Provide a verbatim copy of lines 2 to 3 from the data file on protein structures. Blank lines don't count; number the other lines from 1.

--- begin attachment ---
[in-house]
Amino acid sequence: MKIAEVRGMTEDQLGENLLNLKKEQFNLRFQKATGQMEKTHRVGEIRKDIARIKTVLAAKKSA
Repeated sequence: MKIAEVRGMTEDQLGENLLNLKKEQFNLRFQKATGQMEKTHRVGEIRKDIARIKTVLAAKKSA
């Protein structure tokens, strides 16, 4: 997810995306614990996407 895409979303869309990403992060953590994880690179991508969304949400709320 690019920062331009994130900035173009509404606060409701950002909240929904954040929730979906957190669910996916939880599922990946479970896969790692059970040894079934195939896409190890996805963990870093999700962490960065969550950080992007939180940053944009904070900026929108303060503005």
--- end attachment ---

Amino acid sequence: MKIAEVRGMTEDQLGENLLNLKKEQFNLRFQKATGQMEKTHRVGEIRKDIARIKTVLAAKKSA
Repeated sequence: MKIAEVRGMTEDQLGENLLNLKKEQFNLRFQKATGQMEKTHRVGEIRKDIARIKTVLAAKKSA